Cobb: A Fascinating, Talented Jerk
Wednesday - August 20, 2008
Even after a third read, 14 years beyond its initial release and some 40 years following the interviews on which the book was based, Cobb: A Biography remains one of the best sports biographies ever published, and one that upon further review doesn’t lose its ability to fascinate, disturb, excite and entertain. While the book’s ranking against other such publications may be open to debate, that Ty Cobb was the game’s most ferocious, intelligent, conflicted, brutal and, in the end, tragic, figure is without question. Or as Ernest Hemingway said, “Ty Cobb, the greatest of all ballplayers - and an absolute sh—.”
Tyrus Raymond Cobb helped usher in baseball’s modern era when the sport moved from a supposed blight on American society where mothers were known to chastise their sons with comments that “you’re acting no better than a ballplayer” to a profession worthy of pursuit. Cobb’s father, William Herschel, an educator, farmer and politician in rural Georgia, was just such an opponent. The man whom Cobb called “the greatest man I ever knew” felt baseball was beneath the efforts of decent men, and initially forbade his son to take part. “There is nothing so useless on Earth as knocking a string ball around a pasture with ruffians,” quotes the author of William Cobb. It wasn’t until his father accepted the fact that his determined son was never going to enter medical or law school that he finally gave his consent to give baseball a try.
This show of support combined with unbelievable talent and a burning desire to not just win, but to completely dominate opponents, would lead the junior Cobb onto unmatched athletic achievement. His psychological problems that first began to appear as a child (at the age of 10 he beat a classmate for missing a word during a spelling bee) would only get worse as the years progressed, ensuring that the part of Cobb that drove away nearly everyone who ever knew or cared about him, and that caused him to die alone and practically unmourned, would occupy as much column space as his unmatched athleticism that produced a .367 batting average, 36 successful steals of home and, most likely, the lone ability to score from first base on an infield hit.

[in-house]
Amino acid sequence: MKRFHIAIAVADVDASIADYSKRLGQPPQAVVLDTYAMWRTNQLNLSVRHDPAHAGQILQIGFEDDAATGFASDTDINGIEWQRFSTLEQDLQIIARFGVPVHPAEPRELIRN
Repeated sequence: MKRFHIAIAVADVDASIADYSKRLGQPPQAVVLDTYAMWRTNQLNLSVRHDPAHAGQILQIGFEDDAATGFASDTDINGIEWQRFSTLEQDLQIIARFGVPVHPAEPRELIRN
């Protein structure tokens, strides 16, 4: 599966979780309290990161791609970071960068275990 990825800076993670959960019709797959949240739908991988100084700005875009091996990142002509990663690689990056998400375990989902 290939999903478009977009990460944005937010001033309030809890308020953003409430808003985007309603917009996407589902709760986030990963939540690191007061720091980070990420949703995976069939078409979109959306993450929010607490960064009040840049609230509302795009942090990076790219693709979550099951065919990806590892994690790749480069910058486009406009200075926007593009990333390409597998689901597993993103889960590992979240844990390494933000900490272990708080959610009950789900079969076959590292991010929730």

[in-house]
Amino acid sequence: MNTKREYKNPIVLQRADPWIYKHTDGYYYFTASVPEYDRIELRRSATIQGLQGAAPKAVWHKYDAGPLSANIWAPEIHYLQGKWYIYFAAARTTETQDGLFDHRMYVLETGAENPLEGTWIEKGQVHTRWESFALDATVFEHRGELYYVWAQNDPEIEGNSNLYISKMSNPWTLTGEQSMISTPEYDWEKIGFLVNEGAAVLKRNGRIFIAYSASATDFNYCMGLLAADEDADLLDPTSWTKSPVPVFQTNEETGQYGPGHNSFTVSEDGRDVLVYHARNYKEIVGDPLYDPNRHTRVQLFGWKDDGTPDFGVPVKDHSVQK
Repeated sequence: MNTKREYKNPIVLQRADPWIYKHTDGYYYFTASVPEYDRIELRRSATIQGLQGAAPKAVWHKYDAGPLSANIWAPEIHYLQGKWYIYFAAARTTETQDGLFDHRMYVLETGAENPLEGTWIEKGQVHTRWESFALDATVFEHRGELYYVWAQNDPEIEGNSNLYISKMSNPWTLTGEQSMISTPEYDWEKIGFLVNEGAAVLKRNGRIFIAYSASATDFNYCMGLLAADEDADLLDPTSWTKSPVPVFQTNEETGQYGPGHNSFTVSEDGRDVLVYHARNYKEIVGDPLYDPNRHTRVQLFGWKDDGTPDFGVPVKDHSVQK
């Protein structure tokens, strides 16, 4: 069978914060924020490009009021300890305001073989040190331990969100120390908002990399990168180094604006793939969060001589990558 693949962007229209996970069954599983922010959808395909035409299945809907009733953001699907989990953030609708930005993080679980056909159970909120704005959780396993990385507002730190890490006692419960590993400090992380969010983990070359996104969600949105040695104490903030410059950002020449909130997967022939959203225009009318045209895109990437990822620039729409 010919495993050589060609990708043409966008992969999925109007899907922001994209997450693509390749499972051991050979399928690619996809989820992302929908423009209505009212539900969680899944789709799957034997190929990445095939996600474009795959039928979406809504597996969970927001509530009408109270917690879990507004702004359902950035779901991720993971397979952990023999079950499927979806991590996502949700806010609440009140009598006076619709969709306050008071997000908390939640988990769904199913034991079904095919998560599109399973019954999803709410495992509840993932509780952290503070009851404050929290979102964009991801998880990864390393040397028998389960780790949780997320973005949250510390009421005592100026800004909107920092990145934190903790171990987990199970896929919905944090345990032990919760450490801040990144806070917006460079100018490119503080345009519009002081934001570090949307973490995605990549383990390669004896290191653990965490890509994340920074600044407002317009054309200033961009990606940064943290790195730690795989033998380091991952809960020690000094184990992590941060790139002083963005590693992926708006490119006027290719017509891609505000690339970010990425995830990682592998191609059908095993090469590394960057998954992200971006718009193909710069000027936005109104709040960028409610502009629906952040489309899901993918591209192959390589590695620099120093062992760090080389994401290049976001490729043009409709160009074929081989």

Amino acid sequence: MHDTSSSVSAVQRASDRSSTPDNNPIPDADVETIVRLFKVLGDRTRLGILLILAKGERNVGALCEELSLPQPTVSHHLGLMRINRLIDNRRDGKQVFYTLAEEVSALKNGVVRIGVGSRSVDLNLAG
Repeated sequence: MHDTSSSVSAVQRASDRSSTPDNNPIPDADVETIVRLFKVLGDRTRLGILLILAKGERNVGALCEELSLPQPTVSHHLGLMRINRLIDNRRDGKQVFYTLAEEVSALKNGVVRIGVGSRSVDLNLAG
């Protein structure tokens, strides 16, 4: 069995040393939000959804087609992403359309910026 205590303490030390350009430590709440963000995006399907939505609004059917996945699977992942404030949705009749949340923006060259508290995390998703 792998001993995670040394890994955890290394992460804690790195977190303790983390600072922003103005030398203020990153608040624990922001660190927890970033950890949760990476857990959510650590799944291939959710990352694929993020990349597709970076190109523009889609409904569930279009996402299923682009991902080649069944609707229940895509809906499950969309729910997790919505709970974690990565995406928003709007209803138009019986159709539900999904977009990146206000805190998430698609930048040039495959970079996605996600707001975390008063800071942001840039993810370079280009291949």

Author Al Stump’s work has been hailed for its depth and honesty, but his biggest achievement may not have come within the book’s 420 pages, but from surviving the process of documenting the life of a man who at his best was, according to Hall of Famer George Sisler, “the greatest and most amazing ballplayer I ever saw” and a paranoid megalomaniac who carried a loaded pistol with him at all times and who bragged about beating to death a would-be mugger in a Detroit alley with another pocket firearm. The Peach went on to collect two triples and a double before receiving medical help for the stab wound he suffered in the melee.
Recommended by screenwriter Gene Fowler and legendary sportswriter Grantland Rice, Stump signed on to ghostwrite the ballplayer’s official biography, My Life in Baseball: The True Record - a job that almost everyone familiar with the old ballplayer warned Stump to refuse. ACobb in-law warned Stump that the he may come under physical danger. The prediction prophetic amidst Cobb’s anger, suspicion and drug- and alcohol-fueled rage that caused the author to develop a “nervous twitch” and to “sleep with one eye open.” With Cobb having final editorial say over the book, most of the true story was left untold.
But after three decades, and perhaps after coming to terms with his conflicted feelings about a man whom he admired for his physical gifts, despised for his temper and treatment of others and pitied for his failing health that forced him to live in near-constant pain, Stump compiled the mass of unpublished information to the publication that Booklist called, “Alternatively chilling and oddly moving.” They got it exactly right.
Cobb was a bastard, yet created educational fund for underprivileged children and secretly supported dozens for former ballplayers for decades with anonymous checks. Cobb was as evil as he was talented and Cobb: A Biography takes you along for the confusing and exciting ride.
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